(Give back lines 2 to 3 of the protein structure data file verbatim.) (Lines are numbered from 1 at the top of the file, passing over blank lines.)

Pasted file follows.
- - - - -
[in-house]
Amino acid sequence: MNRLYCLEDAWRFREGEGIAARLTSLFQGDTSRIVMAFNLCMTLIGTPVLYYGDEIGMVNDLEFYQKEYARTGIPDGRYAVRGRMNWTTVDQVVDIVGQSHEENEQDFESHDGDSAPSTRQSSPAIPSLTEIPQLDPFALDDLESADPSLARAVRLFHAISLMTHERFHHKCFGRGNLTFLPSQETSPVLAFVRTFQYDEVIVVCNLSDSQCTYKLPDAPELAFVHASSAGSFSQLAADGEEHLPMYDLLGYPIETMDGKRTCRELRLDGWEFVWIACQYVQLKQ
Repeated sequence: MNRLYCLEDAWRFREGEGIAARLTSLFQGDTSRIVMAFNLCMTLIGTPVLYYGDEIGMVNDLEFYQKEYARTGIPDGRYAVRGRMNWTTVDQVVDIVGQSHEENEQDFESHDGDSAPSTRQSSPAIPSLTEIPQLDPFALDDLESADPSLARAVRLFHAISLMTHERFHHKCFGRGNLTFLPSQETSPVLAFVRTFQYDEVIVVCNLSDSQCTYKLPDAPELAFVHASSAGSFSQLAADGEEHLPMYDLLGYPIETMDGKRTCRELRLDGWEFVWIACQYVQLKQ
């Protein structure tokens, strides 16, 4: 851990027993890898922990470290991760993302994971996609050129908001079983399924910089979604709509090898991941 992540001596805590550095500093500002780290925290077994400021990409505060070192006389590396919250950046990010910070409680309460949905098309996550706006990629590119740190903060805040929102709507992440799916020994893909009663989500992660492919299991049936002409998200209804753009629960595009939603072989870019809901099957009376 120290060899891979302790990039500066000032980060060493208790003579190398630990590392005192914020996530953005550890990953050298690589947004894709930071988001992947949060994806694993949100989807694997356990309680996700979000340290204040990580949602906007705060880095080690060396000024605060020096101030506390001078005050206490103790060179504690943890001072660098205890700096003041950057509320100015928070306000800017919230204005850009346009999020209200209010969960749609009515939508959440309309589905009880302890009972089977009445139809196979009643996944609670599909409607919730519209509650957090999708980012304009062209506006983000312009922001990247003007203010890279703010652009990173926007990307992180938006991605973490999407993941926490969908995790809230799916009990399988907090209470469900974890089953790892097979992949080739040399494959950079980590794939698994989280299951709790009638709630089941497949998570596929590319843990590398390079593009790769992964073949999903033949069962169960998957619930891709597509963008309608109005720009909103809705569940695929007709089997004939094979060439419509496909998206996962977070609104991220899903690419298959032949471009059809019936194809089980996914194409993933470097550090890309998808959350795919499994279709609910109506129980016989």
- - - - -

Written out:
Amino acid sequence: MNRLYCLEDAWRFREGEGIAARLTSLFQGDTSRIVMAFNLCMTLIGTPVLYYGDEIGMVNDLEFYQKEYARTGIPDGRYAVRGRMNWTTVDQVVDIVGQSHEENEQDFESHDGDSAPSTRQSSPAIPSLTEIPQLDPFALDDLESADPSLARAVRLFHAISLMTHERFHHKCFGRGNLTFLPSQETSPVLAFVRTFQYDEVIVVCNLSDSQCTYKLPDAPELAFVHASSAGSFSQLAADGEEHLPMYDLLGYPIETMDGKRTCRELRLDGWEFVWIACQYVQLKQ
Repeated sequence: MNRLYCLEDAWRFREGEGIAARLTSLFQGDTSRIVMAFNLCMTLIGTPVLYYGDEIGMVNDLEFYQKEYARTGIPDGRYAVRGRMNWTTVDQVVDIVGQSHEENEQDFESHDGDSAPSTRQSSPAIPSLTEIPQLDPFALDDLESADPSLARAVRLFHAISLMTHERFHHKCFGRGNLTFLPSQETSPVLAFVRTFQYDEVIVVCNLSDSQCTYKLPDAPELAFVHASSAGSFSQLAADGEEHLPMYDLLGYPIETMDGKRTCRELRLDGWEFVWIACQYVQLKQ